In a project to end all sorts of mental health stigma, Spain brings to you La Lloreria or the crying room, a place where you can freely express your sorrow. With alarming statistics and no major mental health awareness programs, it’s high time India learned and implemented something from this project since the government was seen spending about 345 million rupees to celebrate International Yoga Day.
On World Mental Health Day, October 10, Pedro Sanchez, the Spanish Prime Minister announced a 100-million-euro, mental health care program which includes services like a 24-hour suicide helpline. While launching the program, he also said, “It is not a taboo, it is a public health problem that we must talk about, make visible and act accordingly.” How empathetic and progressive of the PM! Crazy, that a basic human amenity – mental health being publicly accepted is supposed to decide whether someone is progressive or not.
The Crying Room is set to break all stigmas related to mental health, crying, and asking for help. Being so public and open to all, one thing is for sure – the taboo attached with crying and seeking help shall surely reduce. It is located in Central Madrid and is open to all. Some signs read “Enter and Cry” and “I too have anxiety” in pink. There is also a phone corner with the names of psychologists and others, a person can call when they feel blue.
Martyna Dluzniewska, Head of Marketing at Therapy Chat, explained that the idea of ‘La Lloreria’ did come from the Spanish phrase “a llorar a la lloreria” (go and cry in the crying room), essentially chastising people for having feelings, something very similar to what us, Indians are used to doing and receiving. This program is not that of a precautionary one, instead, the Government data revealed that about 3,761 people died by suicide in Spain in 2019 making it the 2nd most common cause of death after natural causes and about 5.8% of the total population suffer from anxiety. One in ten teenager has been diagnosed with a mental health condition.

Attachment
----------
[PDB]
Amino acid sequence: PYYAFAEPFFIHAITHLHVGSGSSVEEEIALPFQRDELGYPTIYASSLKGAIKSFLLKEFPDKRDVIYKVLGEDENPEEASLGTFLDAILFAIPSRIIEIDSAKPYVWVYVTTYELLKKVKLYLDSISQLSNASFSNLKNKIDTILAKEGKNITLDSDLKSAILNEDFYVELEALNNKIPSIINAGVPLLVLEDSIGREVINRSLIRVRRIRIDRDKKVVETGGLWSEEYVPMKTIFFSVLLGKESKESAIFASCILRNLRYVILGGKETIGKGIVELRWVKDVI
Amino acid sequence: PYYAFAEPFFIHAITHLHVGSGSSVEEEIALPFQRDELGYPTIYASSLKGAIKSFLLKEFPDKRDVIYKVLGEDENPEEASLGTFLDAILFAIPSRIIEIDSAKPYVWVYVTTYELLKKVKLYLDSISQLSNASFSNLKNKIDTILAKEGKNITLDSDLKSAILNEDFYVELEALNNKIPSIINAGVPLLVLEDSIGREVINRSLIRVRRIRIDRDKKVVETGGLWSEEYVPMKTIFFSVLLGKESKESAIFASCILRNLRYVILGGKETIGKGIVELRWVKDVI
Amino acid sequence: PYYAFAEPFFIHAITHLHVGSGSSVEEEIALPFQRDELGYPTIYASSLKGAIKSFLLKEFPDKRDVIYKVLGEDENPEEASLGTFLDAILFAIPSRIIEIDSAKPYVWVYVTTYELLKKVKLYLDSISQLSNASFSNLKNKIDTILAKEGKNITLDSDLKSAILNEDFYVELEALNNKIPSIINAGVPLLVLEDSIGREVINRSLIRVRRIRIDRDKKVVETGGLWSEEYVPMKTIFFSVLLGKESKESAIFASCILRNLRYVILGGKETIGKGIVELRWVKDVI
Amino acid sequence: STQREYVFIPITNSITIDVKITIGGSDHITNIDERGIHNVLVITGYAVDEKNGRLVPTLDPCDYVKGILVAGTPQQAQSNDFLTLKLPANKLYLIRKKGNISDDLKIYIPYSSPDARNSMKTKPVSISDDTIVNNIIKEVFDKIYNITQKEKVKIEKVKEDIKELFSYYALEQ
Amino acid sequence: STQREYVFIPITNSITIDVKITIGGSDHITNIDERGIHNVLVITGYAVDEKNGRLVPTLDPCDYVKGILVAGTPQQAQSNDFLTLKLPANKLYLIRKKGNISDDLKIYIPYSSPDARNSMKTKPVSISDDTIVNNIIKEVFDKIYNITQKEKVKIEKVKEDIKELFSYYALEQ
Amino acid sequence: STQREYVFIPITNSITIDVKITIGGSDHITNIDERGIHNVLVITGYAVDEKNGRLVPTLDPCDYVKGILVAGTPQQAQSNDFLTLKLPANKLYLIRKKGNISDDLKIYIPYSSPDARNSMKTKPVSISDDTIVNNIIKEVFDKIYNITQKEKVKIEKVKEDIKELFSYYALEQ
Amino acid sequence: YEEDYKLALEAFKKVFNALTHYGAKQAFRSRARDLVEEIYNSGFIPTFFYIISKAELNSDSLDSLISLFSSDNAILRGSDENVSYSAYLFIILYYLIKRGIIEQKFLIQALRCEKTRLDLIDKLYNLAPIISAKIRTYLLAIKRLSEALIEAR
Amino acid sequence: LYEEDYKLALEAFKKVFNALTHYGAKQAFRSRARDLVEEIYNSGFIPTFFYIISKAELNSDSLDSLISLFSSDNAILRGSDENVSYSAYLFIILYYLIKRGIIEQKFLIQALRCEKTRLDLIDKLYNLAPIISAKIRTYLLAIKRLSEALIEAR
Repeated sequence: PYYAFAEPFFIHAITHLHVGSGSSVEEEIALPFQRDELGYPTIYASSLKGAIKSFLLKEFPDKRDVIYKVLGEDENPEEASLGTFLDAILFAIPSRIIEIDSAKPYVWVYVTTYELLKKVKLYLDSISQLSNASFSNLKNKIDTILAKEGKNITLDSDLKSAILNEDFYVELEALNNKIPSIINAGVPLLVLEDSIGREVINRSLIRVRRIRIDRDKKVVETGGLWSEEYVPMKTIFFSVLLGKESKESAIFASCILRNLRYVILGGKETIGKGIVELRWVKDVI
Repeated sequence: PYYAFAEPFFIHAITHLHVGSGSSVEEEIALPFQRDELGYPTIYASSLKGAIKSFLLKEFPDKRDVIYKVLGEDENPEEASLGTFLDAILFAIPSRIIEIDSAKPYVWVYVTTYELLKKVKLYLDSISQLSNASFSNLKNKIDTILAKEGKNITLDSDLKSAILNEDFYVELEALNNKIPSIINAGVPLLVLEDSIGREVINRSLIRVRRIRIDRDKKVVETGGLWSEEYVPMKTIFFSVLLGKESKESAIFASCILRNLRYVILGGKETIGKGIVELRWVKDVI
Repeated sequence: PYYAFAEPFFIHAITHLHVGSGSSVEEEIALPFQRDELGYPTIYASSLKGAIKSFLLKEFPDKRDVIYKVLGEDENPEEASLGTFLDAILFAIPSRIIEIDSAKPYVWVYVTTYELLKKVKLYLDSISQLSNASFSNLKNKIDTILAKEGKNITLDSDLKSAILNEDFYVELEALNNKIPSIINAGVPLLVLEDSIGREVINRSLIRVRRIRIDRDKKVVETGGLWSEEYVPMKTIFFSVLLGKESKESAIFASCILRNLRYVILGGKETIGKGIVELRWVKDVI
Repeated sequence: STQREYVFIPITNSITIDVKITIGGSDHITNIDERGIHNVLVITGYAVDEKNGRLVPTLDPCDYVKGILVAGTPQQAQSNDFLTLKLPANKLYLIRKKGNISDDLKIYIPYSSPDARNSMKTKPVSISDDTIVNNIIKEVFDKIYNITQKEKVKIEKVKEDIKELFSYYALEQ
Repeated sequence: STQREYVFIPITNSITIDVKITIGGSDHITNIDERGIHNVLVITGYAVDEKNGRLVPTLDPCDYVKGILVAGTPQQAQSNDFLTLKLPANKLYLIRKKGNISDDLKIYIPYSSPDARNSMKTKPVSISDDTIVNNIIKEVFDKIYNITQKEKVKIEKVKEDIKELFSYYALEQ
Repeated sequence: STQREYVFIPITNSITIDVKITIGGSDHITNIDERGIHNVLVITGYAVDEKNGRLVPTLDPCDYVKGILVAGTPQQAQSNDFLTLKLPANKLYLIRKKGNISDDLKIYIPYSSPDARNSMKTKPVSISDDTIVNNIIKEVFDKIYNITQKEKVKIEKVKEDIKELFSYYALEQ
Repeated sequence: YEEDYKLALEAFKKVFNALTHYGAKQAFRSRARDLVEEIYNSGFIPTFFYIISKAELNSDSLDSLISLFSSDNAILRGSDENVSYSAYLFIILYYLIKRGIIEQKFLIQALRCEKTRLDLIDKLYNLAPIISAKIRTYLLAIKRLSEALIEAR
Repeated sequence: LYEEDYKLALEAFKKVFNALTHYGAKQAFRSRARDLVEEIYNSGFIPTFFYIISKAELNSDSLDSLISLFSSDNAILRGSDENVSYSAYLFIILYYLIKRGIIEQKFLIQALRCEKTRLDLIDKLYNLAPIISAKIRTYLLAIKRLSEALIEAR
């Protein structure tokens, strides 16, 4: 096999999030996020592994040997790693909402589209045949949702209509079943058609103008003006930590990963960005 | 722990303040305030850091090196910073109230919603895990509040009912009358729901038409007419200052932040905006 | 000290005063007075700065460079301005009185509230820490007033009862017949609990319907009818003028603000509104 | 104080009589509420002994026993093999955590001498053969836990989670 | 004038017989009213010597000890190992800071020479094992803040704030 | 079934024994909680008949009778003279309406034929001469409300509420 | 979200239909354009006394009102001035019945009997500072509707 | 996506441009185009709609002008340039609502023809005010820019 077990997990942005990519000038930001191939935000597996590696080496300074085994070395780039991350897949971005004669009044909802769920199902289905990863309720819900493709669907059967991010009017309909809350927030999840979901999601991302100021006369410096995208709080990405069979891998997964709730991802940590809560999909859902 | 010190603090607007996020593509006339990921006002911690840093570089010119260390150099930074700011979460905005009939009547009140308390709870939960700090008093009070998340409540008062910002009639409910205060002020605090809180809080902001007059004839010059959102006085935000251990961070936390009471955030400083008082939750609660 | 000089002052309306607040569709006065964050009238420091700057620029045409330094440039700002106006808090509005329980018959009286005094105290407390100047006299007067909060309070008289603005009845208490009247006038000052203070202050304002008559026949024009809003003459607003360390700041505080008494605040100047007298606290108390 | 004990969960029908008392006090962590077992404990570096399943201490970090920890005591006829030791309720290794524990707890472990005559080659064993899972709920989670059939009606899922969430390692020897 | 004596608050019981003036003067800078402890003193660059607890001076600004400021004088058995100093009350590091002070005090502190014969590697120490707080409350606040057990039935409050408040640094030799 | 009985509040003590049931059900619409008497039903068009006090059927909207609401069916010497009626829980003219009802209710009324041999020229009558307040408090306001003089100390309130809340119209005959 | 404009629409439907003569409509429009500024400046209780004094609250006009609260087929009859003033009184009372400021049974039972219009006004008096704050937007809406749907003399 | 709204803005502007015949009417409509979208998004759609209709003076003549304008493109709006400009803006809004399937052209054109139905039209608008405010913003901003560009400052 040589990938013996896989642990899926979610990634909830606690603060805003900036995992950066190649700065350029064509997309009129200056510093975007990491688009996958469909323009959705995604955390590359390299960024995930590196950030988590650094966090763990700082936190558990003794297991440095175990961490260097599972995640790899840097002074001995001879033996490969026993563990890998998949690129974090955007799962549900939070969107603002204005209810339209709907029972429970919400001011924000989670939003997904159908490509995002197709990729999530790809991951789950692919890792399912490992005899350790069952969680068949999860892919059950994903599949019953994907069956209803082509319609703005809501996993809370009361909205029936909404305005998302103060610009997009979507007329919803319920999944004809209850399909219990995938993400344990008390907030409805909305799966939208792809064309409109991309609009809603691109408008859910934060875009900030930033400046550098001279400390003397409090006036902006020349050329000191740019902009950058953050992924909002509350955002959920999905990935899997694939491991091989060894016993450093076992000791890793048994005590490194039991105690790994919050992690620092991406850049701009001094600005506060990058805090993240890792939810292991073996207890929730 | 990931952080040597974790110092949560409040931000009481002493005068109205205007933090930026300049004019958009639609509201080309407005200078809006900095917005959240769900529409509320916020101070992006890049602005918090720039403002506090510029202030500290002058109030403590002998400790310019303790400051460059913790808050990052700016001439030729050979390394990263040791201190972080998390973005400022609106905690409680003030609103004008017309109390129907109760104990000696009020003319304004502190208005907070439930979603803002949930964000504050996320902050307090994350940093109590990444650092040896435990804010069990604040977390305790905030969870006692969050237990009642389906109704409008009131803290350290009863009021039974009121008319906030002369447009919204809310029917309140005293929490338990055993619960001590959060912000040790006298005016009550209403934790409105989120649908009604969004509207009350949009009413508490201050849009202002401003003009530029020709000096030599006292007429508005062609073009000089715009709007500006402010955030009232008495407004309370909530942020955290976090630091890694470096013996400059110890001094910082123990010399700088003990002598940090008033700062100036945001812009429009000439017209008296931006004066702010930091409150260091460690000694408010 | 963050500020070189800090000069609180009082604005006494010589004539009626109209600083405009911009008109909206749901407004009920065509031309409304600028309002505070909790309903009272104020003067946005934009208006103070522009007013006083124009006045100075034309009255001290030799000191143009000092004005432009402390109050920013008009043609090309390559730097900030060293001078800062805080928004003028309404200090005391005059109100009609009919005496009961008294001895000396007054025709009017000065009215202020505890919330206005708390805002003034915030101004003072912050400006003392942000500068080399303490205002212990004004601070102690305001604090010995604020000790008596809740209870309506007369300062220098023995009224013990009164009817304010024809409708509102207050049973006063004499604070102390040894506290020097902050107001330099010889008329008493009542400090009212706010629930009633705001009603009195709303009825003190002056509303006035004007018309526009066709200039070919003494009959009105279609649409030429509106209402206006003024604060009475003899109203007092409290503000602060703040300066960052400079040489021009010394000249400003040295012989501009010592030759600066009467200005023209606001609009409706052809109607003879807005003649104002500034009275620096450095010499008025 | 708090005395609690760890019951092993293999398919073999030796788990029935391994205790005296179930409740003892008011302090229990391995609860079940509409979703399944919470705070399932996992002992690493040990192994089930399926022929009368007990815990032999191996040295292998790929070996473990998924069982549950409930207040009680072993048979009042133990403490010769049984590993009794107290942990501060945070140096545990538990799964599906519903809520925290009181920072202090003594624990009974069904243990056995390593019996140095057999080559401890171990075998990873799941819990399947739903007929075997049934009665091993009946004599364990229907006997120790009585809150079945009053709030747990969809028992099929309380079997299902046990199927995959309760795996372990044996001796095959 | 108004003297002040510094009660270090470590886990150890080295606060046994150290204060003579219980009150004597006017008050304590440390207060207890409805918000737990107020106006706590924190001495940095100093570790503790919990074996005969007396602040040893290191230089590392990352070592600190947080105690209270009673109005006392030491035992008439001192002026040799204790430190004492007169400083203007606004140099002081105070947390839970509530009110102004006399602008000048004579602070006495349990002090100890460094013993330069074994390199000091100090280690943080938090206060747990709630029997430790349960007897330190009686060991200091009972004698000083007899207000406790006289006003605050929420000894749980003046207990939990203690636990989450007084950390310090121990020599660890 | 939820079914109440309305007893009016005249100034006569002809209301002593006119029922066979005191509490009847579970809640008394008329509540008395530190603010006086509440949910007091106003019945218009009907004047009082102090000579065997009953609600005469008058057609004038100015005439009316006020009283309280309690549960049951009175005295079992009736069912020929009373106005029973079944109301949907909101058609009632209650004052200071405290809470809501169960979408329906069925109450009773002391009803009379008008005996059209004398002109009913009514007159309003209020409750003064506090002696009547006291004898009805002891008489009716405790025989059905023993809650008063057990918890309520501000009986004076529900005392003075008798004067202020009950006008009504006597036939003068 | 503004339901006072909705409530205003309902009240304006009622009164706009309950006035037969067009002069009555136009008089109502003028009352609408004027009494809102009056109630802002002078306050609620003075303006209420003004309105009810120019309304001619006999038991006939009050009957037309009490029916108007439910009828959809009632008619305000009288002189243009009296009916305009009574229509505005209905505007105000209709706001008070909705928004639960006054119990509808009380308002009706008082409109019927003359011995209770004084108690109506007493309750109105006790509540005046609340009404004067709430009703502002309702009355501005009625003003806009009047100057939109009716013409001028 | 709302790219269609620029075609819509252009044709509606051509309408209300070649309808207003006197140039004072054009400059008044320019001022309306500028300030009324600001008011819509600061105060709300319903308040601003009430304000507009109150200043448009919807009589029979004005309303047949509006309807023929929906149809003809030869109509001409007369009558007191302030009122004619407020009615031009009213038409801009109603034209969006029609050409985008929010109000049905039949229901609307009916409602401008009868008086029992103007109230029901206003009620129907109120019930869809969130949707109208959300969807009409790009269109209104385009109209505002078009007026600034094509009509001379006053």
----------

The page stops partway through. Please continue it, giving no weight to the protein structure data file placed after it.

One may question the need for a specially built crying room when you can just go into your room and cry for days; something we have all been doing quite diligently since our adolescence days to which the answer is awareness, transparency, and solidarity. More and more people need to be actively involved in creating a healthy and safe space for others, to be better listeners and to learn the art of fraternity. Educational institutions, the state, and the society, collectively must learn, teach and adapt to create a better, inclusive space for all humans, with all their flaws, disorders, and syndromes, equally loved.
Unfortunately, that safe space is a far-fetched dream for Indians since no major mental health awareness programs were established. About 800,000 people die of suicide worldwide and according to WHO, suicide is an emerging and serious public health issue, in India. In 2019, about 32.4% of suicides were due to family problems and about 35.1% of suicides in India were seen among the age groups of 18-30. The NCRB 2019 also reported 10,281 deaths in the farming sector in India. About 56 million Indians suffer from depression and another 38 million suffer from anxiety. The Mental Healthcare Act 2017 does aim to provide mental healthcare and services to citizens but the lack of accountability and responsibility on the state’s part suggests a disinterest in addressing India’s mental health crisis.
India, in all its secular culture and majestic riots, brings equally corrupt citizens to the table. India has one psychiatrist for every 100,000 people meaning that it has a shortage of about 18,000 doctors. India had allocated 528 billion rupees in 2018 for the healthcare budget and yet only 50 million rupees was spent annually on mental health, so about 33 paise per mental health patient if we take the 150 million people that require urgent care, said an article in The Diplomat. It also mentioned that the amount spent was “a day’s expense of a trip abroad by the Indian Prime Minister Narendra Modi” and “is also almost half the one-day cost of running a parliament session.”
Juhi Salim is a student pursuing English Literature from Jamia Millia Islamia.
Edited by: Reda Aamna
The opinions expressed in this publication are those of the author. They do not purport to reflect the opinions or views of The Jamia Review or its members.